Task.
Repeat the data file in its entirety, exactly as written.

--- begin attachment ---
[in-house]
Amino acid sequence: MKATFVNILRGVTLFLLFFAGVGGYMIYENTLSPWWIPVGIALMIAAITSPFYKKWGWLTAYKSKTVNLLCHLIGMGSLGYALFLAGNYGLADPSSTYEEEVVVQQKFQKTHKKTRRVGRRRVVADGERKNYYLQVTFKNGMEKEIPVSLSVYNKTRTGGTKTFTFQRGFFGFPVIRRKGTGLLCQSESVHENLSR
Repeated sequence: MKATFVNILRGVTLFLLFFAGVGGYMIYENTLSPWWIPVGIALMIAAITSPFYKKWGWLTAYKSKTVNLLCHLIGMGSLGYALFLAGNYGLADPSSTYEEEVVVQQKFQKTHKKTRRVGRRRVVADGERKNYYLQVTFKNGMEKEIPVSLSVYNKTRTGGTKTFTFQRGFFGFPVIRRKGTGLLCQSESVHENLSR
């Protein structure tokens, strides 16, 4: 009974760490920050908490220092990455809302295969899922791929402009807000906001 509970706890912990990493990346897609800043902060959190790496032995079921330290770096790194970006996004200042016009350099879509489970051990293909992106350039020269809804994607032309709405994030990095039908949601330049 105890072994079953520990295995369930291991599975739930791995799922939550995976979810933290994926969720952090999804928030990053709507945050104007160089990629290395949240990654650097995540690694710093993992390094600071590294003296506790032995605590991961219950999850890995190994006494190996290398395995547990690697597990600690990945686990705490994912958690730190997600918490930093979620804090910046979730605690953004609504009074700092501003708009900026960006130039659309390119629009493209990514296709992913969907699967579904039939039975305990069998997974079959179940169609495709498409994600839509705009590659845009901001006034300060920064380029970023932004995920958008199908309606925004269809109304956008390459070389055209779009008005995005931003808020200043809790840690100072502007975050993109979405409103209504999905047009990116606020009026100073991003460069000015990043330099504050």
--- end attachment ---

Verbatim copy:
[in-house]
Amino acid sequence: MKATFVNILRGVTLFLLFFAGVGGYMIYENTLSPWWIPVGIALMIAAITSPFYKKWGWLTAYKSKTVNLLCHLIGMGSLGYALFLAGNYGLADPSSTYEEEVVVQQKFQKTHKKTRRVGRRRVVADGERKNYYLQVTFKNGMEKEIPVSLSVYNKTRTGGTKTFTFQRGFFGFPVIRRKGTGLLCQSESVHENLSR
Repeated sequence: MKATFVNILRGVTLFLLFFAGVGGYMIYENTLSPWWIPVGIALMIAAITSPFYKKWGWLTAYKSKTVNLLCHLIGMGSLGYALFLAGNYGLADPSSTYEEEVVVQQKFQKTHKKTRRVGRRRVVADGERKNYYLQVTFKNGMEKEIPVSLSVYNKTRTGGTKTFTFQRGFFGFPVIRRKGTGLLCQSESVHENLSR
């Protein structure tokens, strides 16, 4: 009974760490920050908490220092990455809302295969899922791929402009807000906001 509970706890912990990493990346897609800043902060959190790496032995079921330290770096790194970006996004200042016009350099879509489970051990293909992106350039020269809804994607032309709405994030990095039908949601330049 105890072994079953520990295995369930291991599975739930791995799922939550995976979810933290994926969720952090999804928030990053709507945050104007160089990629290395949240990654650097995540690694710093993992390094600071590294003296506790032995605590991961219950999850890995190994006494190996290398395995547990690697597990600690990945686990705490994912958690730190997600918490930093979620804090910046979730605690953004609504009074700092501003708009900026960006130039659309390119629009493209990514296709992913969907699967579904039939039975305990069998997974079959179940169609495709498409994600839509705009590659845009901001006034300060920064380029970023932004995920958008199908309606925004269809109304956008390459070389055209779009008005995005931003808020200043809790840690100072502007975050993109979405409103209504999905047009990116606020009026100073991003460069000015990043330099504050």